Neo-Latin Events: from Aberdeen to Florence

March 16, 2010

After the 1629 portrait of Arthur Johnston by George Jamesone in King's College Aberdeen, with the motto 'NOSCE TE IPSVM'

On 2 March, Alexander Farquhar gave a presentation on the seventeenth-century Scottish poet Arthur Johnston (c. 1579-1641), widely acknowledged as the greatest Scottish neo-Latin poet after Buchanan and also notable as the editor of Deliciæ Poetarum Scotorum hujus Ævi (Amsterdam, 1637), which brought Scots poets into a series of publications of different nations’ neo-Latin verse. (No comparable volume for England was published.) Farquhar brought out the international character of his career and writing, as a poet who vindicated his compatriot George Buchanan to a European audience and joined the Scots diaspora on the Continent before becoming Rector of King’s College, Aberdeen. Johnston died in Oxford and one of his daughters married George Dalgarno, whose work on a system of shorthand while he taught in Oxford in the 1650s brought him in touch with the  natural philosophers who were to play a leading role in forming the Royal Society.

Today’s Professor of Humanity at Aberdeen, Jane Stevenson, is the author of Women Latin Poets: Language, Gender, and Authority from Antiquity to the Eighteenth Century (2005). She continued the Scottish theme on 2 March with a paper to the Early Modern Literature Graduate Seminar on ‘Latin and Literature in Seventeenth-Century Britain’ in which she highlighted the particular emphasis on Latinity in early modern Scottish culture, as manifested not only in the large body of poetry but also in the number of Scottish translations from European vernaculars into Latin.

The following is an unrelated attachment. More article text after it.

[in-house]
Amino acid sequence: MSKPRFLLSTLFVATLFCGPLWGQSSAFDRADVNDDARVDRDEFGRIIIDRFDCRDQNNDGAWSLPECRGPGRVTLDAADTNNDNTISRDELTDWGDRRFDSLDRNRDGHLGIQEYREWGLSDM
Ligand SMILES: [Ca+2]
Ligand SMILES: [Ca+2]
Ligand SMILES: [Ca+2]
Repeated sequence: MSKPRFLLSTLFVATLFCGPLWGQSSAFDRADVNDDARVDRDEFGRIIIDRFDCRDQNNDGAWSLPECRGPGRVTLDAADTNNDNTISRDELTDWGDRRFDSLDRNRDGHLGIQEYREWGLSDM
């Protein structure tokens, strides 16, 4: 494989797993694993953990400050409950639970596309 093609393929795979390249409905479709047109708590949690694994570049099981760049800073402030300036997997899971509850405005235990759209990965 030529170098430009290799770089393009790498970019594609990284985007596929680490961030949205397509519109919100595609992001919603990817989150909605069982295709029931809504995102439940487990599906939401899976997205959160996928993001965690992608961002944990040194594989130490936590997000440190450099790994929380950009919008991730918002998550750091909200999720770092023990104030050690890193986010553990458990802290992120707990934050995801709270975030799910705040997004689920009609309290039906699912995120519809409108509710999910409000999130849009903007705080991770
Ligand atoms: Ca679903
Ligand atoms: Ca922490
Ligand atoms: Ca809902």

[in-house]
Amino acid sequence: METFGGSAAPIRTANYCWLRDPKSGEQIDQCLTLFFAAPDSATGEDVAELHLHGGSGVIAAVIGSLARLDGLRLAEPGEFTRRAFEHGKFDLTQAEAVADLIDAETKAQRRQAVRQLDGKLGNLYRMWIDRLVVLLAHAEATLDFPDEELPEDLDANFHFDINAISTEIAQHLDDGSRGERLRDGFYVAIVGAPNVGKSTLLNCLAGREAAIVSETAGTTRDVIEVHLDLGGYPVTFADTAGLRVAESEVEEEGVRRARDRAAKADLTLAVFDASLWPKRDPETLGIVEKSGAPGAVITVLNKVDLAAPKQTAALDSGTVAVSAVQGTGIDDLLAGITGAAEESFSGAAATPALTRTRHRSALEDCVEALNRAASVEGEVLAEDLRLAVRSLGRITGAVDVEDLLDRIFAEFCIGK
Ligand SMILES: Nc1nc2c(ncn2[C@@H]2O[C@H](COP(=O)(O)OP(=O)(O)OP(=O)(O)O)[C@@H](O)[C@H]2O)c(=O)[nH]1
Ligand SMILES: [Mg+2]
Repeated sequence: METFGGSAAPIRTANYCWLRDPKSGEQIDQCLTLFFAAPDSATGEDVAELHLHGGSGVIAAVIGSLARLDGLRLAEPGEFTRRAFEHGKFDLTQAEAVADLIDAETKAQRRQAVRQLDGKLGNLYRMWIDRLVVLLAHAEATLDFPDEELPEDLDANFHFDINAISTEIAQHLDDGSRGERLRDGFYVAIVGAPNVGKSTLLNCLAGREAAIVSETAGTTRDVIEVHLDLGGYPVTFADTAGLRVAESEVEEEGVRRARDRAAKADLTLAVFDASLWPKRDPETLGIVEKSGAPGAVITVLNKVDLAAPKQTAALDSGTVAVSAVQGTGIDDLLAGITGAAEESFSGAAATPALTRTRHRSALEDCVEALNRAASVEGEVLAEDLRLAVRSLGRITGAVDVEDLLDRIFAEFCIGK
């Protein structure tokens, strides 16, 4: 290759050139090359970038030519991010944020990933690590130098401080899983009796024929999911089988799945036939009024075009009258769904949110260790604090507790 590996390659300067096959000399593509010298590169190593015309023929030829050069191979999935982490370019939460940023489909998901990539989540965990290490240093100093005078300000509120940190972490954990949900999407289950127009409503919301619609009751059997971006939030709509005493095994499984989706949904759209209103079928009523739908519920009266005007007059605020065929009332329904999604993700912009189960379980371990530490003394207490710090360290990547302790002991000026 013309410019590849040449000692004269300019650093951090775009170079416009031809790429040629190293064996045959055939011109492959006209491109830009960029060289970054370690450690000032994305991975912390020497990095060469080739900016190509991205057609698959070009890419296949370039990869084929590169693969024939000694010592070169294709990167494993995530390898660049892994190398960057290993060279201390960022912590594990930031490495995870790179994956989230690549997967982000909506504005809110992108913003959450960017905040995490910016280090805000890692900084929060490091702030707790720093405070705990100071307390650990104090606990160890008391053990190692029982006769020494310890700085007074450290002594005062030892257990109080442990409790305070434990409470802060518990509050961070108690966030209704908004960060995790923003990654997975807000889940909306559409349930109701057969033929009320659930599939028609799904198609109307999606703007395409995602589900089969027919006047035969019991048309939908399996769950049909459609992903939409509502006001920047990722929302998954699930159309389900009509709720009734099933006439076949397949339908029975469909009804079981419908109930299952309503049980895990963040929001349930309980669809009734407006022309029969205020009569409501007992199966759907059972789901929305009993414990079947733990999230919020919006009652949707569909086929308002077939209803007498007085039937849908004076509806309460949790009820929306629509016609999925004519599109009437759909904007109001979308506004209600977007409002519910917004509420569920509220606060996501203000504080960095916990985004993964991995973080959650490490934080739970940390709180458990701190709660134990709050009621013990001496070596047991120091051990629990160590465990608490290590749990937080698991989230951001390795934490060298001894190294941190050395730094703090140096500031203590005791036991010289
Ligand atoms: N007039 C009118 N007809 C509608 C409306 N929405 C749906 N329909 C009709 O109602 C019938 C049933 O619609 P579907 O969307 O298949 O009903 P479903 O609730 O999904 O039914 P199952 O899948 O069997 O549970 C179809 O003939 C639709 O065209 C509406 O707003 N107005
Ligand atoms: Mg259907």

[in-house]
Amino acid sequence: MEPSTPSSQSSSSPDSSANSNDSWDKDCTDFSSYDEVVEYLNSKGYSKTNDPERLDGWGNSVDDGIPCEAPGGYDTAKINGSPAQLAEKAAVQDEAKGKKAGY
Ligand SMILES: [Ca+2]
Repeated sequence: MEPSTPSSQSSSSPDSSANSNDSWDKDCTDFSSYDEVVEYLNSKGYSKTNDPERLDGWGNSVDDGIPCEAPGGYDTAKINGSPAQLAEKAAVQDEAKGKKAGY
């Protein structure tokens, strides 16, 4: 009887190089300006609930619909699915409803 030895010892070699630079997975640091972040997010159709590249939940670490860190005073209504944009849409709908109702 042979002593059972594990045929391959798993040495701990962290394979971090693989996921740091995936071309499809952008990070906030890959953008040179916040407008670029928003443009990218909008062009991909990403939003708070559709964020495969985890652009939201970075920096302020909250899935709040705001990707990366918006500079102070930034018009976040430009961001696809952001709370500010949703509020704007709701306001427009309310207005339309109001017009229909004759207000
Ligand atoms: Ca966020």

On 10 March James Hankins (Harvard University) spoke on the I Tatti Renaissance Library, of which he is a founder and General Editor, and which has done so much to make authoritative texts of neo-Latin writings widely available. The series has been successful in financial as well as scholarly terms, thanks in part to volumes like Boccaccio’s

Famous Women. Professor Hankins made clear the challenge of establishing editorial consistency and rigour across such diverse texts, which have often received little scholarly attention – as in the case of Aurelio Lippo Brandolini’s Republics and Kingdoms Compared, a forceful critique of Florentine civic humanism of which his own edition gives the first translation into any language.


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